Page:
ObjectiveAlthough several studies have found an association between excessive gestational weight gain (GWG) and obesity later in life, to the best of our knowledge, no studies have explored the role of GWG events across the life course.
Design and methodsWe describe how the prevalence of midlife obesity (BMI⩾30 at age 40 or 41) among women varies by life course patterns of GWG (using 2009 IOM guidelines) in the USA's National Longitudinal Survey of Youth 1979 cohort.
ResultsAmong women who reported 1-3 births before age 40, the prevalence of midlife obesity increased with a rising number of excessive GWG events: from none (23.4%, n=875) to one (37.6%, n=707), from none (23.4%, n=875) to two (46.8%, n=427) and from none (23.4%, n=875) to three (54.6%, n=108), P<0.00005 for trend. Obesity prevalence was similar for the same number of excessive GWG events, regardless of parity. No clear pattern emerged for the sequencing of excessive GWG event(s) and later obesity.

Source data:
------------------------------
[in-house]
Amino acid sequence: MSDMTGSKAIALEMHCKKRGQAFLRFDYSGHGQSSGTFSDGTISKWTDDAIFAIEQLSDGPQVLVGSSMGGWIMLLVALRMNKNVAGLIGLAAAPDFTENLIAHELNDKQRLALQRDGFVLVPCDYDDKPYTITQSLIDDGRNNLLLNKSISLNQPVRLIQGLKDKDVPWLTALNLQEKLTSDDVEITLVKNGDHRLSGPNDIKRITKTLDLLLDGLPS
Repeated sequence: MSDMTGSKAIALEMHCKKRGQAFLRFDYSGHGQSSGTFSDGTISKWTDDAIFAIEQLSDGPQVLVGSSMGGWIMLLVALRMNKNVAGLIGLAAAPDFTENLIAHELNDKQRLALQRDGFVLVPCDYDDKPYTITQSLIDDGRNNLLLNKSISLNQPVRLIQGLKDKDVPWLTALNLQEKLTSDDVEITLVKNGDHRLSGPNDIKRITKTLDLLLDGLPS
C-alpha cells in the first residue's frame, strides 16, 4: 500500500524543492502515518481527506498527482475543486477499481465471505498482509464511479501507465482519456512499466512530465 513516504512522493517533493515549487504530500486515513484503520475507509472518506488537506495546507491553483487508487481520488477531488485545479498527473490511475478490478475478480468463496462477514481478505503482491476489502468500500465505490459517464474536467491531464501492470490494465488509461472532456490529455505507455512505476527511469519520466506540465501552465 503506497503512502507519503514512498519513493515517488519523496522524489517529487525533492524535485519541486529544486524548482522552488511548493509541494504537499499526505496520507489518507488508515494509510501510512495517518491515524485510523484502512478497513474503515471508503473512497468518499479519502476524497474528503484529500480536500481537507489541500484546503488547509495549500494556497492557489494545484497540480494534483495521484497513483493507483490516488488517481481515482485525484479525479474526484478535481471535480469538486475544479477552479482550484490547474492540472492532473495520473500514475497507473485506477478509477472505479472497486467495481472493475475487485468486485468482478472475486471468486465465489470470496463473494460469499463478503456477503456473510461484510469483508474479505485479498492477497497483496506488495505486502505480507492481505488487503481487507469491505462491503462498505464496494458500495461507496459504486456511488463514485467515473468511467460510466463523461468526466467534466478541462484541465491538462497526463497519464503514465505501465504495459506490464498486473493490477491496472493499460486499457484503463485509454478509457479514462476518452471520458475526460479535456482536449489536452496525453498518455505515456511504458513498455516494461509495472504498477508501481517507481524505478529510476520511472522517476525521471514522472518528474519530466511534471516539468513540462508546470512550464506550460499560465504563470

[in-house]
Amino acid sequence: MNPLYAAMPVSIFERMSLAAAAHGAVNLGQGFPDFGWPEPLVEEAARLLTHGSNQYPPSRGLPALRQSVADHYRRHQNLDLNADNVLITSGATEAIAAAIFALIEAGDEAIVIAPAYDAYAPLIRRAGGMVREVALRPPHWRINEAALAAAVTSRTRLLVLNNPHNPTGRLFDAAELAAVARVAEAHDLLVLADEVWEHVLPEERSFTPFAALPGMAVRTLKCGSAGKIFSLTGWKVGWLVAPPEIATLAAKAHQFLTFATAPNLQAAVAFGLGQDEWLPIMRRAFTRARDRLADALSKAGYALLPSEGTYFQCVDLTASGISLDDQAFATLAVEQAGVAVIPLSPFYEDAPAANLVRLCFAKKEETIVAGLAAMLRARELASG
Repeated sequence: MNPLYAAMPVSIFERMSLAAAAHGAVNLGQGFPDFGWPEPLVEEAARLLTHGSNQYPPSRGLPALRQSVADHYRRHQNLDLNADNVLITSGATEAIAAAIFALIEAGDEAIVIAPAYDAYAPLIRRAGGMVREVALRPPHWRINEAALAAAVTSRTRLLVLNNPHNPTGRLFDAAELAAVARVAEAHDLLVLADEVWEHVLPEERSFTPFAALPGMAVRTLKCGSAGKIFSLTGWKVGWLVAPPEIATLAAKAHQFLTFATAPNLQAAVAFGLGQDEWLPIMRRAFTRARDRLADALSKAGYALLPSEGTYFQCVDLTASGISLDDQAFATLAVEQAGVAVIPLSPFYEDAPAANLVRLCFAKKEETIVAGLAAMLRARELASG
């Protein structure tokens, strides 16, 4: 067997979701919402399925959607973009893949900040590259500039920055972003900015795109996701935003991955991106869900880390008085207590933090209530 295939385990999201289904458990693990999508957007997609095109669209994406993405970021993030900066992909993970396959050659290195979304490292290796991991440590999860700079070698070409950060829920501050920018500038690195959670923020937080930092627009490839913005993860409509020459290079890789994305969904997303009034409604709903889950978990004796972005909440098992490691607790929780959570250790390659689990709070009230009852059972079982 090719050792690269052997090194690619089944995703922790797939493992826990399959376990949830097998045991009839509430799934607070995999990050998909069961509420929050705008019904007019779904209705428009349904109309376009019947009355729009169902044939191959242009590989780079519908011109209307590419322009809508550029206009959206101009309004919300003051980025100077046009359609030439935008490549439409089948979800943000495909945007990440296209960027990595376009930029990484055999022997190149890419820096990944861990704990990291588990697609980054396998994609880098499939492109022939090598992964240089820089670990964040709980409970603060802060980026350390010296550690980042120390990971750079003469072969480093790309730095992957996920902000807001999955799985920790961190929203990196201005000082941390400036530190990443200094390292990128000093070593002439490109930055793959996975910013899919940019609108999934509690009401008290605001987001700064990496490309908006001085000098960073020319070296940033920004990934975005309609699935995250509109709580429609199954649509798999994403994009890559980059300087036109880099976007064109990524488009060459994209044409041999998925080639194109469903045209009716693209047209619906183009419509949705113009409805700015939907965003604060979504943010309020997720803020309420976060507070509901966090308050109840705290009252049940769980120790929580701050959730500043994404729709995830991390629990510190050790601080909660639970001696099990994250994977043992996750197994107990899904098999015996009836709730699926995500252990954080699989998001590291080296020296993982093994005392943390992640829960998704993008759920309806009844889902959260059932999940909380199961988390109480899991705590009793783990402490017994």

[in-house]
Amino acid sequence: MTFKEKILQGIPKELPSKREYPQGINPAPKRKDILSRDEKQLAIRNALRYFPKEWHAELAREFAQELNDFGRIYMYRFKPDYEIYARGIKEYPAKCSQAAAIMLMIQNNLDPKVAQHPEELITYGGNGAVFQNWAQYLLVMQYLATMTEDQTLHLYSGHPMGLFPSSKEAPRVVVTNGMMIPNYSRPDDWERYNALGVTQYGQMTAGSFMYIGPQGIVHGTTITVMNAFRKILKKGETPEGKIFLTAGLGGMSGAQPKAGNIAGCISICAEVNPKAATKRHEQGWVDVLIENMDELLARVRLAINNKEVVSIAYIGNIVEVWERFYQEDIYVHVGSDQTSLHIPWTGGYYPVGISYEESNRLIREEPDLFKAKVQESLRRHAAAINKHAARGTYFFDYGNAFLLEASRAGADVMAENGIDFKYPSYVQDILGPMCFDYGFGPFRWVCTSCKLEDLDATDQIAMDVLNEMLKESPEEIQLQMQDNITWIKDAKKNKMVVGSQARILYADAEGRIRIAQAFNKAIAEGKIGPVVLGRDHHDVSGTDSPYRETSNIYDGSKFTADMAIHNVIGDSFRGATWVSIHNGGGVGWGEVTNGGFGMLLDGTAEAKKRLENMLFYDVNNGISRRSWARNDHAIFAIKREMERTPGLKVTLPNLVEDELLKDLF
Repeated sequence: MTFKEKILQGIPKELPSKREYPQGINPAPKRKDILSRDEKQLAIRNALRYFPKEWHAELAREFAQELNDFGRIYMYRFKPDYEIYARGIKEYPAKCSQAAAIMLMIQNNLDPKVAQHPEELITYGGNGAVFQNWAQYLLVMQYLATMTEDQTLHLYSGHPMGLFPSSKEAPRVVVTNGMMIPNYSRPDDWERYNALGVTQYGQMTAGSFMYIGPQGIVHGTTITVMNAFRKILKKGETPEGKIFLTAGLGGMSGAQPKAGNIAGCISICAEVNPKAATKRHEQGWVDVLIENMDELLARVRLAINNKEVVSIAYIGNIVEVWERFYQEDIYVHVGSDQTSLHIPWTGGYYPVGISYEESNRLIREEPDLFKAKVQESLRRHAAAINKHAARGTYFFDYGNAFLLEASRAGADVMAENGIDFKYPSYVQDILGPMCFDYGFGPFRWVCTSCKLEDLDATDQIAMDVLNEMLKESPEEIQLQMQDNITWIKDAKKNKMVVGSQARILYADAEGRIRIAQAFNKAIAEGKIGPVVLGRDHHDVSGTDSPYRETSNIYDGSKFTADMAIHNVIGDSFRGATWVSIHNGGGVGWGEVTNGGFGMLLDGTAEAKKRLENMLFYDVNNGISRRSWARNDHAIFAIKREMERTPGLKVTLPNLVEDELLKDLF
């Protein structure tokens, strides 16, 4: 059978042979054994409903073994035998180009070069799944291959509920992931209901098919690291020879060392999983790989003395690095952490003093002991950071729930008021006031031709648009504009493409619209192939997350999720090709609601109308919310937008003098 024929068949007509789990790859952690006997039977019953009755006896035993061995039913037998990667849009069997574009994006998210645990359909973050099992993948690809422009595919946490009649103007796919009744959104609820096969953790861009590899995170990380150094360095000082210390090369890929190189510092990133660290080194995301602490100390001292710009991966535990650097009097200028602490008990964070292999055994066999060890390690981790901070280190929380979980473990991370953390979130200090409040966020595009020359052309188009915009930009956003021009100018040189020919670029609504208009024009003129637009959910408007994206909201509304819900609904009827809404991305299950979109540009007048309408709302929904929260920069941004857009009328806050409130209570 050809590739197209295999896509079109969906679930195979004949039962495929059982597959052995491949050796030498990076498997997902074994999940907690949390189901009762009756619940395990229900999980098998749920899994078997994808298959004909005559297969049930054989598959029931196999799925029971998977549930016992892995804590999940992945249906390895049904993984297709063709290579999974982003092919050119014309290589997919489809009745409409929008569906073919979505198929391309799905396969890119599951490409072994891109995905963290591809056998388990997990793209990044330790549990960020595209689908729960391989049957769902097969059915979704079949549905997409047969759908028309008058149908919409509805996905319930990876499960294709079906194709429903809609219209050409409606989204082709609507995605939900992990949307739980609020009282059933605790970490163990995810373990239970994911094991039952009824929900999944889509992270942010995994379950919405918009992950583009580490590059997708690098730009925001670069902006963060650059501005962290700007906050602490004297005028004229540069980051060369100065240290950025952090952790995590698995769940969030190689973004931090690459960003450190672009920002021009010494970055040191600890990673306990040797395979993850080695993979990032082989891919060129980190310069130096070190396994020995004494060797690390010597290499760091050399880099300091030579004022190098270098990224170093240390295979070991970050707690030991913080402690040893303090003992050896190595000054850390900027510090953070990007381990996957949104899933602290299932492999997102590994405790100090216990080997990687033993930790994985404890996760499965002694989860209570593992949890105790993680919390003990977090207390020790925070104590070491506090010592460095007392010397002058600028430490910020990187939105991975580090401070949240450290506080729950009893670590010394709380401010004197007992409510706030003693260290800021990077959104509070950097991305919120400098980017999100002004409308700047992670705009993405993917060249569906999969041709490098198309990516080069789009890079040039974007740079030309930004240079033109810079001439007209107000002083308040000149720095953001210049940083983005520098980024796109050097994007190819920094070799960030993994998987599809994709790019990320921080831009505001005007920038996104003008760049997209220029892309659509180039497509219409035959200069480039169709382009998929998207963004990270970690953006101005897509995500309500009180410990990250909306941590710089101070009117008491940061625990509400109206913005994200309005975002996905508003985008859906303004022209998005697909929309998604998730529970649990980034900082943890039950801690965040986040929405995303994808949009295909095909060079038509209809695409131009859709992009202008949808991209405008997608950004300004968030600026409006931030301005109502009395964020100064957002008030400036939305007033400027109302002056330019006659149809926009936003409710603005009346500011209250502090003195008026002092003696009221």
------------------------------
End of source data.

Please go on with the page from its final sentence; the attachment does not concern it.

ConclusionsIn our descriptive exploratory study, excessive GWG events appear to be associated with increased prevalence of obesity for parous women, suggesting the importance of preventive interventions regardless of timing of pregnancy-related weight changes over the life course.